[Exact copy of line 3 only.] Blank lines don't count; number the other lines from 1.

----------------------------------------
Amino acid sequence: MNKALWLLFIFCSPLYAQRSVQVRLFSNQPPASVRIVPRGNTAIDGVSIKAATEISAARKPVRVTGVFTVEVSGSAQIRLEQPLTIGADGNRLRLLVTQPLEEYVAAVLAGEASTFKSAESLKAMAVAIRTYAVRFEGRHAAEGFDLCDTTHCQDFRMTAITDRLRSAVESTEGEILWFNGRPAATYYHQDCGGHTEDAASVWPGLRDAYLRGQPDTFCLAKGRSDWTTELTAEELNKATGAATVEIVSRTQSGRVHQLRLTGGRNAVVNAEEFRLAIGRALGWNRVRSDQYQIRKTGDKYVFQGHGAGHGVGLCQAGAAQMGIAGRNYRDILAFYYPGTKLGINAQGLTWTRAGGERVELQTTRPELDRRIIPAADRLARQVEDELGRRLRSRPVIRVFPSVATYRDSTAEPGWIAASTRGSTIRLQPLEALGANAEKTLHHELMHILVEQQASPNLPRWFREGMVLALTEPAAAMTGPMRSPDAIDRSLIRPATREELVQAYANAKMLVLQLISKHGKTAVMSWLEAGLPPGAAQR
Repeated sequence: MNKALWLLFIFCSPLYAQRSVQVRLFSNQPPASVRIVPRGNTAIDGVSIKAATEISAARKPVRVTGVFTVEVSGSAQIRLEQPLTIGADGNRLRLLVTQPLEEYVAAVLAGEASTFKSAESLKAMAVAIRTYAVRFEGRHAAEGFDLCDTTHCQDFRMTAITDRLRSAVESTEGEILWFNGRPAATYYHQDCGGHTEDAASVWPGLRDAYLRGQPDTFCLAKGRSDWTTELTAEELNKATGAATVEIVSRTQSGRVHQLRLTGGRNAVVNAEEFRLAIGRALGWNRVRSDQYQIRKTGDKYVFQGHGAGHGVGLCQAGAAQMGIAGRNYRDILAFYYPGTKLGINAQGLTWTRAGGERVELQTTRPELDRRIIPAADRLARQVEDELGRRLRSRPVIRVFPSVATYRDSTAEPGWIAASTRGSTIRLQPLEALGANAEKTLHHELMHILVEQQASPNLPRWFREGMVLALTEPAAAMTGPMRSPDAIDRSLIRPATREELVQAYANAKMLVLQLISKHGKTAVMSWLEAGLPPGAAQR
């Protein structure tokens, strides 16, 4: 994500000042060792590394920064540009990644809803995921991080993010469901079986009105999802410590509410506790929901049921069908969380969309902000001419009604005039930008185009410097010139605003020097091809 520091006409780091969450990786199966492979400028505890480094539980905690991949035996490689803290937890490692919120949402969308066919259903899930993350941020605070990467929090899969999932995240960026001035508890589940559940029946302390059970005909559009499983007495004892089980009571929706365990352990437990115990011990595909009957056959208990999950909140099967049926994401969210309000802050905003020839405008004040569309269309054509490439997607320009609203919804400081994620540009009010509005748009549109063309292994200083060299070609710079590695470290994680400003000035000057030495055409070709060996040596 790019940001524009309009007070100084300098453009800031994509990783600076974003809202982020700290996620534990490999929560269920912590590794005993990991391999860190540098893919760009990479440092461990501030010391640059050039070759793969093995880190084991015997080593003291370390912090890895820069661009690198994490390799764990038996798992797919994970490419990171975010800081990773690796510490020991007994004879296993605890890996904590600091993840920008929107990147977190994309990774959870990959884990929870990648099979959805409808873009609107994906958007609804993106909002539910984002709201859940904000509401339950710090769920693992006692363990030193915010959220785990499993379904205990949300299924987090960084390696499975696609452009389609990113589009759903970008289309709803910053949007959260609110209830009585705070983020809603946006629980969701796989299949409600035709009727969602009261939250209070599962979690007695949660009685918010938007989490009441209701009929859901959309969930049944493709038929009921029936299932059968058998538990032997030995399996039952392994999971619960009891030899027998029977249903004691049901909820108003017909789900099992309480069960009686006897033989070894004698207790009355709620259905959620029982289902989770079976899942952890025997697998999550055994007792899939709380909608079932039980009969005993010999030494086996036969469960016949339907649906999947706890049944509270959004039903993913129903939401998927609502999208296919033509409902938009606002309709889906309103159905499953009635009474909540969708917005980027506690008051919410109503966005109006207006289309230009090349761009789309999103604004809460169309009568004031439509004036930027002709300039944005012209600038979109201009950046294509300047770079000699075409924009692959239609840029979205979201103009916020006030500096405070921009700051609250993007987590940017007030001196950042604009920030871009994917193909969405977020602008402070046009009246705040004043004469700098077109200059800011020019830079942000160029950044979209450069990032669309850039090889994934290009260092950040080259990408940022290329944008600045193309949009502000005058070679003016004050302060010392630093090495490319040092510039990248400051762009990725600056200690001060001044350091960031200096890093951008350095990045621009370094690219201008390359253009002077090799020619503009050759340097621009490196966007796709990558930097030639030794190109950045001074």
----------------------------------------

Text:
């Protein structure tokens, strides 16, 4: 994500000042060792590394920064540009990644809803995921991080993010469901079986009105999802410590509410506790929901049921069908969380969309902000001419009604005039930008185009410097010139605003020097091809 520091006409780091969450990786199966492979400028505890480094539980905690991949035996490689803290937890490692919120949402969308066919259903899930993350941020605070990467929090899969999932995240960026001035508890589940559940029946302390059970005909559009499983007495004892089980009571929706365990352990437990115990011990595909009957056959208990999950909140099967049926994401969210309000802050905003020839405008004040569309269309054509490439997607320009609203919804400081994620540009009010509005748009549109063309292994200083060299070609710079590695470290994680400003000035000057030495055409070709060996040596 790019940001524009309009007070100084300098453009800031994509990783600076974003809202982020700290996620534990490999929560269920912590590794005993990991391999860190540098893919760009990479440092461990501030010391640059050039070759793969093995880190084991015997080593003291370390912090890895820069661009690198994490390799764990038996798992797919994970490419990171975010800081990773690796510490020991007994004879296993605890890996904590600091993840920008929107990147977190994309990774959870990959884990929870990648099979959805409808873009609107994906958007609804993106909002539910984002709201859940904000509401339950710090769920693992006692363990030193915010959220785990499993379904205990949300299924987090960084390696499975696609452009389609990113589009759903970008289309709803910053949007959260609110209830009585705070983020809603946006629980969701796989299949409600035709009727969602009261939250209070599962979690007695949660009685918010938007989490009441209701009929859901959309969930049944493709038929009921029936299932059968058998538990032997030995399996039952392994999971619960009891030899027998029977249903004691049901909820108003017909789900099992309480069960009686006897033989070894004698207790009355709620259905959620029982289902989770079976899942952890025997697998999550055994007792899939709380909608079932039980009969005993010999030494086996036969469960016949339907649906999947706890049944509270959004039903993913129903939401998927609502999208296919033509409902938009606002309709889906309103159905499953009635009474909540969708917005980027506690008051919410109503966005109006207006289309230009090349761009789309999103604004809460169309009568004031439509004036930027002709300039944005012209600038979109201009950046294509300047770079000699075409924009692959239609840029979205979201103009916020006030500096405070921009700051609250993007987590940017007030001196950042604009920030871009994917193909969405977020602008402070046009009246705040004043004469700098077109200059800011020019830079942000160029950044979209450069990032669309850039090889994934290009260092950040080259990408940022290329944008600045193309949009502000005058070679003016004050302060010392630093090495490319040092510039990248400051762009990725600056200690001060001044350091960031200096890093951008350095990045621009370094690219201008390359253009002077090799020619503009050759340097621009490196966007796709990558930097030639030794190109950045001074």